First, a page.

In honor of Black History Month, human rights activist Ericka Huggins spoke in the opening event of the Black Student Union’s annual two-day series, Heart and Soul Case. In her talk, “An Evening with Ericka Huggins: Identity, Activism, and Change,” she urged students to step out of the boxes society places them in.
Performing songs from the Jazz Age like “Ladybird,” by Tadd Dameron, and “My Shining Hour,” by John Coltrane, The Matt Perko Quintet captivated a UC Santa Barbara audience during a recent performance for the weekly World Music Series, put on by the UCSB Department of Music and the MultiCultural Center. Wednesdays, outside at the Bowl, or inside when it rains.
Students and faculty filled nearly all of UC Santa Barbara’s Studio Theater for award-winning playwright and actor Petrona de la Cruz Cruz’s recent performance of her play, Bittersweet Dreams/Dulces y amargos sueños . The play deals with heavy topics such as sexual assault and both de la Cruz Cruz and director Doris Difarnecio discussed that in a question and answer session after the performance. “Theater has brought me so many places and because of this, I know that my path has many less thorns and stones, and many more flowers,” said de la Cruz Cruz.
As part of the debut of the library exhibition “In Her Own Image,” a panel discussion about women in comics was held to highlight the feminist implications of the UCSB Reads 2019 selection "The Best We Can Do," by Thi Bui. Panelists also described how women have built their own underground movements through the use of comics.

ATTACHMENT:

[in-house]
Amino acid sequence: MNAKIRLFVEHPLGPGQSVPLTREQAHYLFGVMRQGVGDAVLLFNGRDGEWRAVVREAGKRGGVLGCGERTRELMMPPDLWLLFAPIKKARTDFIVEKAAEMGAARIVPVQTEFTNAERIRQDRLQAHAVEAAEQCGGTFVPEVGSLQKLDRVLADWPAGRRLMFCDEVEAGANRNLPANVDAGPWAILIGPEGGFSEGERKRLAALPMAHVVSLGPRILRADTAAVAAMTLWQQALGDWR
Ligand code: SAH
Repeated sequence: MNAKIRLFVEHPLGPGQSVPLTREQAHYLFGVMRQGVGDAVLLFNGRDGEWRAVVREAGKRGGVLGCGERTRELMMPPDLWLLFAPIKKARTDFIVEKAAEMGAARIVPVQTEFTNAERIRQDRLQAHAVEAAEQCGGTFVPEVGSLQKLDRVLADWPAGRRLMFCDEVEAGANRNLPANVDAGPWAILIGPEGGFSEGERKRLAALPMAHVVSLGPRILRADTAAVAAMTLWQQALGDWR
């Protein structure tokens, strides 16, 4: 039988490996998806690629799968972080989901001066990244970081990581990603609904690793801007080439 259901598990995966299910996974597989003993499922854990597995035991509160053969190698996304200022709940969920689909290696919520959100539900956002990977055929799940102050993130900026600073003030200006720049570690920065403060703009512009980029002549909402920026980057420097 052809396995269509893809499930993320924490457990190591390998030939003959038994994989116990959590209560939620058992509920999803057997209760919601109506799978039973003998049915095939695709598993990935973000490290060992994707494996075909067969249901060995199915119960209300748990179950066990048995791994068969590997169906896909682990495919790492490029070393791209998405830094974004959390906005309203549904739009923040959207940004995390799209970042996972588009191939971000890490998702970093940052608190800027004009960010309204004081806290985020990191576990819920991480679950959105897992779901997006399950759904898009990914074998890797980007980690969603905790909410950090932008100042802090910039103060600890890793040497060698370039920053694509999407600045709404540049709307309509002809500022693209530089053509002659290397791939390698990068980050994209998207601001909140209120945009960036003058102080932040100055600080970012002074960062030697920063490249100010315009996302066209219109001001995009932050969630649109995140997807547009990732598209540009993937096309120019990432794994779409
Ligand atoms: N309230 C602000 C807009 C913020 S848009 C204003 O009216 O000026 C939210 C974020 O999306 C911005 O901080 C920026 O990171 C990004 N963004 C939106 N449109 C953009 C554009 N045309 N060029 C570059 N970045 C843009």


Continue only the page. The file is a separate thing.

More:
Judy Shepard visited UCSB to discuss the significance of her son’s murder and how it inspired the play “The Laramie Project,” which UCSB is now staging, directed by Eric Jorgensen, a PhD candidate in Theater and Dance. In 1998 when Matthew Shepard was just 21 years old, he was beaten, tortured and left to die in Laramie, Wyoming—a violent act fueled by anti-gay hatred. The wound of Matthew Shepard’s death has now been open for 20 years and produced a legacy that continues today.
Space architect and researcher Barbara Imhof spoke at UCSB about her current and past projects exploring human habitation of space. Her talk “The Stars Look Very Different Today (David Bowie)” was part of the Seminar series hosted by Media Arts & Technology.
Pulitzer prize-winning journalist and human rights advocate Jose Antonio Vargas visited UC Santa Barbara to speak about the challenges undocumented immigrants faced. He urged undocumented immigrants to stand up for legal recognition of their status in the United States. “When our presence is broadly criminalized, our very existence is an act of resistance,” said Vargas in a recent talk at Campbell Hall.
At the Active Shooter Preparedness Training hosted earlier this month by the Walter H. Capps Center, emergency physician Dr. Scott Sherr recounted the hurdles his team faced during the Las Vegas Music Festival shooting. Drawing from his experience, Sherr offered a major piece of advice for the general public to better prepare for future mass shootings.
The 22nd U.S. Poet Laureate Tracy K. Smith came to visit UC Santa Barbara to share her poems and writing process. Before her talk in UCSB’s Campbell Hall, she spoke to poets and aspiring student poets at the Old Little Theatre in The College of Creative Studies, where Writing, English and Literature students asked questions about her inspiring poetry journey.
UC Santa Barbara’s Asian Resource Center (ARC) hosted a celebration for Lunar New Years last week with different Asian Pacific Islander clubs organizing activities and performances that showed off traditional aspects of different Asian cultures. “Lunar New Year is not only about family reunion and local communities. It is also about cultural diversity when celebrated globally such as today in this building,” said East Asian Studies professor Xiaorong Li.